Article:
New NMSU internship trains nutrition professionals

Melisa P. Danho

New Mexico State University dietetic intern Kallie Waldrip, right, speaks with potential preceptors at a luncheon. (Courtesy photo)

NMSU

Those seeking to become registered dietitians often run into a big problem: there are twice as many applicants as internship programs available. New Mexico State University is helping to alleviate that problem with its newly accredited dietetic internship program.

The program provides up to 12 slots for interns who have earned a bachelor’s degree and met other program requirements. According to the American Dietetic Association’s 2010 Annual Report, the number of internships available is insufficient, resulting in only a 50 percent acceptance rate for qualified students.

“The internship is providing an opportunity for students in our area and for students across the country to work with our Cooperative Extension Service which has been a leader in nutrition issues,” said Wanda Eastman, internship director and professor at NMSU.

Before NMSU’s dietetic internship opened, the nearest programs were in Arizona and north Texas. Recently, NMSU held a training session for preceptors in Southern New Mexico who will supervise the interns.

“There’s a shortage of dietitians, especially in the rural parts of New Mexico because students often would have to leave the state to complete an internship,” Said Rosa Lopez, preceptor for NMSU’s dietetic internship program and special projects dietitian for the New Mexico Department of Public Health. “I think NMSU’s internship will help people stay in the area and provide support to our communities.”

The internship is a key component on the pathway to becoming a registered dietitian which includes earning a bachelor’s degree, completing 1,200 hours of supervised practice and passing a national exam.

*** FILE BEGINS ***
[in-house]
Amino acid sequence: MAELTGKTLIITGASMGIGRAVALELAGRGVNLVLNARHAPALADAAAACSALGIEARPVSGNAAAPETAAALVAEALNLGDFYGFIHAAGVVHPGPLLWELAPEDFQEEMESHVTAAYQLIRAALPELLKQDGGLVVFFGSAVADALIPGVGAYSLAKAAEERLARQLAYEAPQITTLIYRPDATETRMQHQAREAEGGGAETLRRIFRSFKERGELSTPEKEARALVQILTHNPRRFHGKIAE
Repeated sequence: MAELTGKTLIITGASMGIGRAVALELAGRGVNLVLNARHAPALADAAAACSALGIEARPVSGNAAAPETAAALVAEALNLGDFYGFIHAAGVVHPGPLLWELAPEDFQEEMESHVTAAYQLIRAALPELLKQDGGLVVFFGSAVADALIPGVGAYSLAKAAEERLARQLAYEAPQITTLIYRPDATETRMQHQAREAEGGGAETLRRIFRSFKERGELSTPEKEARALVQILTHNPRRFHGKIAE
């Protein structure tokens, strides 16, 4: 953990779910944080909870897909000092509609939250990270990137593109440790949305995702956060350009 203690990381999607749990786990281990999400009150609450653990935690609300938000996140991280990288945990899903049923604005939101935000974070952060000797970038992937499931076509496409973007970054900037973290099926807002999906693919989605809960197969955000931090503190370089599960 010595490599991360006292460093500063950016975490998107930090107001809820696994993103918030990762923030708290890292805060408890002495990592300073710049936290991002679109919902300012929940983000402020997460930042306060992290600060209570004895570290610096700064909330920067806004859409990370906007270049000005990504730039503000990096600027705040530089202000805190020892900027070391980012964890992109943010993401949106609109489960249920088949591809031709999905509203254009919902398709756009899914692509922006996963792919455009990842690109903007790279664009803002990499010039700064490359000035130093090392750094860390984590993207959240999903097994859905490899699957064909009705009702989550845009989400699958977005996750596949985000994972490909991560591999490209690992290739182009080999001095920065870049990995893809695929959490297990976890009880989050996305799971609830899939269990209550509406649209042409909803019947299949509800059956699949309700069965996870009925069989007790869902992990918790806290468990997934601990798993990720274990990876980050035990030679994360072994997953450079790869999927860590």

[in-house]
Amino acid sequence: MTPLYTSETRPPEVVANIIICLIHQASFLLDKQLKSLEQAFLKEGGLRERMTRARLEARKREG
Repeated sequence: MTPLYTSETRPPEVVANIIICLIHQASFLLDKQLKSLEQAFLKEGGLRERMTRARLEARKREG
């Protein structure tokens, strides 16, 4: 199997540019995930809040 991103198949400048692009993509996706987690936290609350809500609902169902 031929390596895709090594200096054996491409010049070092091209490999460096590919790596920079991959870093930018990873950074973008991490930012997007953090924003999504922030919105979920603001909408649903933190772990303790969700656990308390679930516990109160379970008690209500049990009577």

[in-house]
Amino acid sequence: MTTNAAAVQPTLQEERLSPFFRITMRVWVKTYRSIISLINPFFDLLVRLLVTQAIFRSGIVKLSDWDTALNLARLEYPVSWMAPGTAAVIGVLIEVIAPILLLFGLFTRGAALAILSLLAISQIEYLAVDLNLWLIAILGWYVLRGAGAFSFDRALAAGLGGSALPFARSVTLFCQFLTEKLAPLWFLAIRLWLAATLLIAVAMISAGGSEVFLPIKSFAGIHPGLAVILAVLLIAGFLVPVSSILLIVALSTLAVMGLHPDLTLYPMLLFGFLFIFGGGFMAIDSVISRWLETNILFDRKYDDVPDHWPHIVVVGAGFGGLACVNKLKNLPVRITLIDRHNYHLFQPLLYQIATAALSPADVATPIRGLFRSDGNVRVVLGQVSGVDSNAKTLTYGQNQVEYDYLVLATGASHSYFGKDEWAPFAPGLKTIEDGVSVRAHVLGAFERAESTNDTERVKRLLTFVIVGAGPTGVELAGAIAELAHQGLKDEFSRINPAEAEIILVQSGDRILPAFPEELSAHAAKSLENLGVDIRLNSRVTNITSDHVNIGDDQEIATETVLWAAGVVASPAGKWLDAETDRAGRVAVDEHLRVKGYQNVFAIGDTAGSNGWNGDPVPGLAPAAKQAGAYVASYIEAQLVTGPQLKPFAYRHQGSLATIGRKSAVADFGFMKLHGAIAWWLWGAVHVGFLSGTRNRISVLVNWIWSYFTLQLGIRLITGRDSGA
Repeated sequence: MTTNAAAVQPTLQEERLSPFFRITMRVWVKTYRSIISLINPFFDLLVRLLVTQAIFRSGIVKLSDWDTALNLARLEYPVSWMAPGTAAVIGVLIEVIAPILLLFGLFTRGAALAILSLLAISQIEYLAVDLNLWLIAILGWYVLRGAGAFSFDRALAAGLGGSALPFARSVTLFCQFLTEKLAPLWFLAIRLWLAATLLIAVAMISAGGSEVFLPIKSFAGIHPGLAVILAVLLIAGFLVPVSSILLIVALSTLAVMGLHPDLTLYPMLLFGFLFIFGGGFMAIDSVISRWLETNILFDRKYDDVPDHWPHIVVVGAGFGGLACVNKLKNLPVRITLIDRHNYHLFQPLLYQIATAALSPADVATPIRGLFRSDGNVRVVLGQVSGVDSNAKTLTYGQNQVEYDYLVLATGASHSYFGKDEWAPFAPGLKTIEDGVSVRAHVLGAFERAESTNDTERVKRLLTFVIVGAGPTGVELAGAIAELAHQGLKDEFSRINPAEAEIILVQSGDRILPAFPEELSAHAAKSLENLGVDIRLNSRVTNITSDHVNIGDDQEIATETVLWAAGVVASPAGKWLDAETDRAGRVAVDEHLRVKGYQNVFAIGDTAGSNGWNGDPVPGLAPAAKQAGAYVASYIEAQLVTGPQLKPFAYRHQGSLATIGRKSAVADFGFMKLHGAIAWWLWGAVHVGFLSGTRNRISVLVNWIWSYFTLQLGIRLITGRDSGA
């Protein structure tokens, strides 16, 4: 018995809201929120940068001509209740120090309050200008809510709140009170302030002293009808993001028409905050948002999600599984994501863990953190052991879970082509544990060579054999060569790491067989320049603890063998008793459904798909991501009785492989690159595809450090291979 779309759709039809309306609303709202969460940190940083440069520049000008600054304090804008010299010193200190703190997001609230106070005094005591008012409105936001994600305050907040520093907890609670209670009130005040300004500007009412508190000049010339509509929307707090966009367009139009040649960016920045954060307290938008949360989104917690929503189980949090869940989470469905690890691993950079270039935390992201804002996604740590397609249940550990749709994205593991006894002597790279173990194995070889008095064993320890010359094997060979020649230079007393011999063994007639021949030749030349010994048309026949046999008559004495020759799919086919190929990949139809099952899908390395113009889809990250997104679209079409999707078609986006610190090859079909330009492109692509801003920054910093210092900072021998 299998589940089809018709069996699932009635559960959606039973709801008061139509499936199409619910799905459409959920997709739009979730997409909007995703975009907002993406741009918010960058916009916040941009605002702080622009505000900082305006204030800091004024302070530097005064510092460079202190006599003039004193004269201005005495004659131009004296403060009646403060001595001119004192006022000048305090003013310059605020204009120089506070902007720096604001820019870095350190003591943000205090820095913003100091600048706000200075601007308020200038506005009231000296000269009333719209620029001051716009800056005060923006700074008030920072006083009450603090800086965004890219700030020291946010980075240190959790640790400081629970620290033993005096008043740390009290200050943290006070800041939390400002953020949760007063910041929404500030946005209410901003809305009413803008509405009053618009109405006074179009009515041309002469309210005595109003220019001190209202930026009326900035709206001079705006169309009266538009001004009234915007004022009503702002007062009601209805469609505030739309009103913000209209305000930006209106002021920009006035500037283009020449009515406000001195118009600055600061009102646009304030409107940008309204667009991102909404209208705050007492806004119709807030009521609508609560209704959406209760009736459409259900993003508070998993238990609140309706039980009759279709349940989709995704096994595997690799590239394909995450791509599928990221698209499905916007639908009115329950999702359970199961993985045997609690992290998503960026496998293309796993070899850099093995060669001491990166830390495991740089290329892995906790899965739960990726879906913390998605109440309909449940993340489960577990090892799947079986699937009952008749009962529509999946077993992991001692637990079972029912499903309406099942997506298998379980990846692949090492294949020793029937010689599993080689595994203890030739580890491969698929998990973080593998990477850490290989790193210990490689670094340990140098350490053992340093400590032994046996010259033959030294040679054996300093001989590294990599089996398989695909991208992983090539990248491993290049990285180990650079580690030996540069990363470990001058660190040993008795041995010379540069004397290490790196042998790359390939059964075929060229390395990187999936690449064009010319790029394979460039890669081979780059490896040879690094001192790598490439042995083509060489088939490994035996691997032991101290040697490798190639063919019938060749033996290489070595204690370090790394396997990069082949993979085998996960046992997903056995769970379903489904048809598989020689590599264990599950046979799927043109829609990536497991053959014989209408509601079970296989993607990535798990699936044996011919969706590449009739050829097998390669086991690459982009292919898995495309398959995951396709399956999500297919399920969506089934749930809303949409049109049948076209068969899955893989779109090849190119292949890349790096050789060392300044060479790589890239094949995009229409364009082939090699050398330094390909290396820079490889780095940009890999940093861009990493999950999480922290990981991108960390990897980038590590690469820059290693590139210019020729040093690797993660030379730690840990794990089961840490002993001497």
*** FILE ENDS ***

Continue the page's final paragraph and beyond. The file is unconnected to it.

NMSU’s internship program began in the fall semester and is the first in the country to have a Cooperative Extension Service emphasis. This unique component of the program includes working with NMSU’s Extension Family and Consumer Sciences department which consists of programs like “Keep Moving, Keep Healthy with Diabetes,” “Fit Families” and “ICAN” (Ideas for Cooking and Nutrition). Those in the internship program will have the opportunity to learn how these programs are implemented throughout Southern New Mexico and will also work on program development.

Eastman and co-internship director Carol Turner worked for nearly a year to put the program together in accordance with the standards of the Commission on Accreditation for Dietetics Education. They received an approval letter from the commission in June.

“We need nutrition professionals to help citizens of Southern New Mexico and West Texas deal with issues like diabetes and the childhood obesity epidemic and to work in Cooperative Extension Services, wellness programs and school nutrition,” Eastman said.

For more information about the dietetic internship or nutrition programs offered by the Cooperative Extension Service, contact Eastman at wmorgan@nmsu.edu or Turner at caturner@nmsu.edu.

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